The recipe for sustainable battery recycling
Researchers at Chalmers University of Technology, in Sweden, have discovered a new way to recycle metals from spent electric car batteries. The method allows recovery of 100% of the aluminium and 98% of the lithium in electric car batteries, minimising the loss of nickel, cobalt and manganese. The process uses oxalic acid from plants, requiring no expensive or harmful chemicals.
Léa Rouquette, PhD student at the Department of Chemistry and Chemical Engineering, said this process is the first of its kind to find the right conditions to separate this much lithium using oxalic acid while also removing all the aluminium.
In Chalmers’ battery recycling lab, Rouquette and Martina Petranikova, research leader, showed how the method works. The lab has spent car battery cells and their pulverised contents, which takes the form of a finely ground black powder dissolved in oxalic acid. Rouquette produces both the powder and the liquid in something reminiscent of a kitchen mixer. Although it looks as easy as brewing coffee, the exact procedure is unique. By fine-tuning temperature, concentration and time, the researchers have come up with a recipe for using oxalic acid — an environmentally friendly ingredient that can be found in plants such as rhubarb and spinach.
Petranikova said there is need for alternatives to inorganic chemicals. In today’s processes, a major bottleneck is removing residual materials like aluminium. This method can offer the recycling industry new alternatives, helping to solve problems that hinder development.
The aqueous-based recycling method is called hydrometallurgy. Traditionally, all the metals in an EV battery cell are dissolved in an inorganic acid, then all impurities such as aluminium and copper are removed. Lastly, the valuable metals such as cobalt, nickel, manganese and lithium are recovered. Even though the amount of residual aluminium and copper is small, it requires several purification steps and each step in the process can cause lithium loss. With the new method, the researchers reverse the order and recover the lithium and alluvium first, reducing the waste of valuable materials which can be used to make new batteries.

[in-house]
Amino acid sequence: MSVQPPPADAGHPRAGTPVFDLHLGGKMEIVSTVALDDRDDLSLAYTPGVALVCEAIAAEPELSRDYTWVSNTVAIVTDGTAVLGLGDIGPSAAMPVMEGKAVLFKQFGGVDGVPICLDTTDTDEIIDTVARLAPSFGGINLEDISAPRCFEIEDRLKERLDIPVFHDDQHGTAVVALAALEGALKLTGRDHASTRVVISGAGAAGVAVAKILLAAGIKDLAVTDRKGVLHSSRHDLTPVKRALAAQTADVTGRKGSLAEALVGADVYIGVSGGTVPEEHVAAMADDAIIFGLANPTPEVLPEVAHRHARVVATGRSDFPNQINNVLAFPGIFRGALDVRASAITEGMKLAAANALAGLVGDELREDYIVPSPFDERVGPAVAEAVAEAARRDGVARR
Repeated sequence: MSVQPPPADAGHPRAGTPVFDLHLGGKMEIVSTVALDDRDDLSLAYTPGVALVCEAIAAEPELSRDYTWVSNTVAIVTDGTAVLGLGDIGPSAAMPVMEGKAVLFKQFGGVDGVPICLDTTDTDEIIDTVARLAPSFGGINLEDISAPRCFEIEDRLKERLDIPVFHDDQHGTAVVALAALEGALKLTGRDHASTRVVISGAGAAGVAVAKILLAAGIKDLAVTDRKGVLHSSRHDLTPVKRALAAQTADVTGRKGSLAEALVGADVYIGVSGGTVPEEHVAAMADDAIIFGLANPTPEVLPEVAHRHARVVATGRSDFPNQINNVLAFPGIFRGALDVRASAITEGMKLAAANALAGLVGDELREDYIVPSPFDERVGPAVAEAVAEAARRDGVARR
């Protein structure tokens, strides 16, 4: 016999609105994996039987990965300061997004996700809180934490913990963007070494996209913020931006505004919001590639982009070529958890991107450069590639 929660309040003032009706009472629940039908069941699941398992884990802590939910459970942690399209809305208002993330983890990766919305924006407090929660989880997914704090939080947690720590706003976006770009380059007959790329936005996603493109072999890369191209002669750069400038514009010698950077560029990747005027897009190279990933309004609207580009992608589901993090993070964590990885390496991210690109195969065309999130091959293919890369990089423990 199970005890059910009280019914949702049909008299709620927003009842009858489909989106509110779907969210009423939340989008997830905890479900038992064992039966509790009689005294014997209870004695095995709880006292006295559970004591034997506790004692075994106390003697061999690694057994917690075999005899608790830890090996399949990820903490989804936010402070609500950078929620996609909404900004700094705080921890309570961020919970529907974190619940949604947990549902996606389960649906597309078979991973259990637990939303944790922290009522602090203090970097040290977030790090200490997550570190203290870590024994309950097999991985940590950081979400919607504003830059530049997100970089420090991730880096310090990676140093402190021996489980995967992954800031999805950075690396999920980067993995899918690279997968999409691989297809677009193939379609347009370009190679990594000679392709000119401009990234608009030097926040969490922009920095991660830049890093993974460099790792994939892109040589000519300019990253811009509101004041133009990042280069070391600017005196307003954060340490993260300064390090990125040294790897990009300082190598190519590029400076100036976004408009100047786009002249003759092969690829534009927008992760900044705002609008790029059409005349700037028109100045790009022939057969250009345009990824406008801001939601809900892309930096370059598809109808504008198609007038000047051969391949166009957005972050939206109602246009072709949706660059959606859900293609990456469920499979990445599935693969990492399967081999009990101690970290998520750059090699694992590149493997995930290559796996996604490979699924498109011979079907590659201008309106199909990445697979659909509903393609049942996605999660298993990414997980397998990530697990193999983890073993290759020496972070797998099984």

The latter part of the process sees the black mixture filtered. While aluminium and lithium end up in the liquid, the other metals are left in the ‘solids’. The next step in the process is to separate aluminium and lithium.
“Since the metals have very different properties, we don’t think it’ll be hard to separate them. Our method is a promising new route for battery recycling — a route that definitely warrants further exploration,” Rouquette said.
“As the method can be scaled up, we hope it can be used in industry in future years,” Petranikova said.
Petranikova’s research group has spent many years conducting research in the recycling of metals found in lithium-ion batteries. The group is involved in various collaborations with companies to develop electric car battery recycling and is a partner in major research and development projects, such as Volvo Cars’ and Northvolt’s Nybat project.
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